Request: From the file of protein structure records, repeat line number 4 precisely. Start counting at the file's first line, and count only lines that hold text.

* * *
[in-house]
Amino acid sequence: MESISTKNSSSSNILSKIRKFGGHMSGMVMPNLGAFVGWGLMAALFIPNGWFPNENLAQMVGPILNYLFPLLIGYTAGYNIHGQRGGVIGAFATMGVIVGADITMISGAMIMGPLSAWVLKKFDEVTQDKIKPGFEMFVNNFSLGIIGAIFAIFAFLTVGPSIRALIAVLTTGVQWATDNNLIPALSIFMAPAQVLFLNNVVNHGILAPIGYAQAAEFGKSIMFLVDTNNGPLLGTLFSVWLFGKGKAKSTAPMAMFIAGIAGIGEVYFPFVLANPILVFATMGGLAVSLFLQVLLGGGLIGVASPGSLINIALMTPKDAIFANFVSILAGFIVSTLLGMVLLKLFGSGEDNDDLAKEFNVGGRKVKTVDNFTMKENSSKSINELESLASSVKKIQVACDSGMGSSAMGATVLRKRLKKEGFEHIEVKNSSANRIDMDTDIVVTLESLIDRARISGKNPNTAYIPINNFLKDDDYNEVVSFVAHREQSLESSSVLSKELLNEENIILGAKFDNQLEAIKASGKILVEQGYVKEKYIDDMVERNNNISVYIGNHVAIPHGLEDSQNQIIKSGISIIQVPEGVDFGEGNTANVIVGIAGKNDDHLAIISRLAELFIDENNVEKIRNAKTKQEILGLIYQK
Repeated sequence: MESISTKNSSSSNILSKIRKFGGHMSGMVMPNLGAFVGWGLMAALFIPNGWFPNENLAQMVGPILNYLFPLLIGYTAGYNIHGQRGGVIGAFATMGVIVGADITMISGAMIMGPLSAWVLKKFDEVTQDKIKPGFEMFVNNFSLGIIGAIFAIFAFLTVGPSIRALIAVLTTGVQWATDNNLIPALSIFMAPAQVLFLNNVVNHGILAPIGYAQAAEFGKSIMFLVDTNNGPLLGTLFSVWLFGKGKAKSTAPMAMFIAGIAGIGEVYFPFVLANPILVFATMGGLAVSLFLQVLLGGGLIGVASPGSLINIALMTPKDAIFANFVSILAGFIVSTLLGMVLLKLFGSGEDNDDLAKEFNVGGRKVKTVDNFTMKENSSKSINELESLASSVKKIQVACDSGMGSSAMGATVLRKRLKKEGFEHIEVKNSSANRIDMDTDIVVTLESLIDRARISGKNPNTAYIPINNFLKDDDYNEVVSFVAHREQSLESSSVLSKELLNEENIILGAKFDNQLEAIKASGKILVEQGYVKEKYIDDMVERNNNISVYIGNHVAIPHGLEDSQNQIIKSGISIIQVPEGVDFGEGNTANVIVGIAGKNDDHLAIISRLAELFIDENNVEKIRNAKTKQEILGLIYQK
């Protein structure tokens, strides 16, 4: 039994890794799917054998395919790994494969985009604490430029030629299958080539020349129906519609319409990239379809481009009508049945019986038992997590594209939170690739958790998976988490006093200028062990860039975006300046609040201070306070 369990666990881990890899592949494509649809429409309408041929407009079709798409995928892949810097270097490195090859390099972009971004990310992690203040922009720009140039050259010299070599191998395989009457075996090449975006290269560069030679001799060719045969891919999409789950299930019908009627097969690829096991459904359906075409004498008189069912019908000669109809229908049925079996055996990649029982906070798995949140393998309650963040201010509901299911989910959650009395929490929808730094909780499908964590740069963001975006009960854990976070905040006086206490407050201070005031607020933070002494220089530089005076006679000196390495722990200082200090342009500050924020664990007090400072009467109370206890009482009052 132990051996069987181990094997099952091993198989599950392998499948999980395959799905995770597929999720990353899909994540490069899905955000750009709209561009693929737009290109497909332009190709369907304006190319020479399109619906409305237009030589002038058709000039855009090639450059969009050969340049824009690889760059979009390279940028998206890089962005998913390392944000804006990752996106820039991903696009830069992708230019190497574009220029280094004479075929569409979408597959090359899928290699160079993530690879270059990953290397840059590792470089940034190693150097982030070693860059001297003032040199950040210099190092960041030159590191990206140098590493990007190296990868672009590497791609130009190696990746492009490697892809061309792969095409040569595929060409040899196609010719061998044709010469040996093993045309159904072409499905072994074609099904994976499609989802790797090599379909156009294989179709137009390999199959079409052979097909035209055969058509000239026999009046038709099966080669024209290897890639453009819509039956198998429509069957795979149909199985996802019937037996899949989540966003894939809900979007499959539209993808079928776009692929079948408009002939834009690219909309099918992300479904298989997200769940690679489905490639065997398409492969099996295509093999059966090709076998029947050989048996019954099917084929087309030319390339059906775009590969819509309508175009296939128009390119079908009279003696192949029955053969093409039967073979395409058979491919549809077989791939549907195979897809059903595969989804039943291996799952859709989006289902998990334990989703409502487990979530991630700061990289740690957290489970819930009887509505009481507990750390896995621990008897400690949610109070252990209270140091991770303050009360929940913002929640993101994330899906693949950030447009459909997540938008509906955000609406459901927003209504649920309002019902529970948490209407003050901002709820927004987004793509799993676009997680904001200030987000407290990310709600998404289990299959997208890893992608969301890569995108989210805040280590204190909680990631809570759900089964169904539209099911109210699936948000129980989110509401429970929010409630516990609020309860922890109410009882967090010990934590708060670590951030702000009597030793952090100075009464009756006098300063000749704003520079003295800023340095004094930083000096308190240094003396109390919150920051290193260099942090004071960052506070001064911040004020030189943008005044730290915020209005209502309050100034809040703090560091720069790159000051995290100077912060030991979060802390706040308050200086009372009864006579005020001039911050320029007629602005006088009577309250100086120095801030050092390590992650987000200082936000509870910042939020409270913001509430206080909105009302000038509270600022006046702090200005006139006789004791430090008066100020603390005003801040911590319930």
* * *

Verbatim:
């Protein structure tokens, strides 16, 4: 039994890794799917054998395919790994494969985009604490430029030629299958080539020349129906519609319409990239379809481009009508049945019986038992997590594209939170690739958790998976988490006093200028062990860039975006300046609040201070306070 369990666990881990890899592949494509649809429409309408041929407009079709798409995928892949810097270097490195090859390099972009971004990310992690203040922009720009140039050259010299070599191998395989009457075996090449975006290269560069030679001799060719045969891919999409789950299930019908009627097969690829096991459904359906075409004498008189069912019908000669109809229908049925079996055996990649029982906070798995949140393998309650963040201010509901299911989910959650009395929490929808730094909780499908964590740069963001975006009960854990976070905040006086206490407050201070005031607020933070002494220089530089005076006679000196390495722990200082200090342009500050924020664990007090400072009467109370206890009482009052 132990051996069987181990094997099952091993198989599950392998499948999980395959799905995770597929999720990353899909994540490069899905955000750009709209561009693929737009290109497909332009190709369907304006190319020479399109619906409305237009030589002038058709000039855009090639450059969009050969340049824009690889760059979009390279940028998206890089962005998913390392944000804006990752996106820039991903696009830069992708230019190497574009220029280094004479075929569409979408597959090359899928290699160079993530690879270059990953290397840059590792470089940034190693150097982030070693860059001297003032040199950040210099190092960041030159590191990206140098590493990007190296990868672009590497791609130009190696990746492009490697892809061309792969095409040569595929060409040899196609010719061998044709010469040996093993045309159904072409499905072994074609099904994976499609989802790797090599379909156009294989179709137009390999199959079409052979097909035209055969058509000239026999009046038709099966080669024209290897890639453009819509039956198998429509069957795979149909199985996802019937037996899949989540966003894939809900979007499959539209993808079928776009692929079948408009002939834009690219909309099918992300479904298989997200769940690679489905490639065997398409492969099996295509093999059966090709076998029947050989048996019954099917084929087309030319390339059906775009590969819509309508175009296939128009390119079908009279003696192949029955053969093409039967073979395409058979491919549809077989791939549907195979897809059903595969989804039943291996799952859709989006289902998990334990989703409502487990979530991630700061990289740690957290489970819930009887509505009481507990750390896995621990008897400690949610109070252990209270140091991770303050009360929940913002929640993101994330899906693949950030447009459909997540938008509906955000609406459901927003209504649920309002019902529970948490209407003050901002709820927004987004793509799993676009997680904001200030987000407290990310709600998404289990299959997208890893992608969301890569995108989210805040280590204190909680990631809570759900089964169904539209099911109210699936948000129980989110509401429970929010409630516990609020309860922890109410009882967090010990934590708060670590951030702000009597030793952090100075009464009756006098300063000749704003520079003295800023340095004094930083000096308190240094003396109390919150920051290193260099942090004071960052506070001064911040004020030189943008005044730290915020209005209502309050100034809040703090560091720069790159000051995290100077912060030991979060802390706040308050200086009372009864006579005020001039911050320029007629602005006088009577309250100086120095801030050092390590992650987000200082936000509870910042939020409270913001509430206080909105009302000038509270600022006046702090200005006139006789004791430090008066100020603390005003801040911590319930």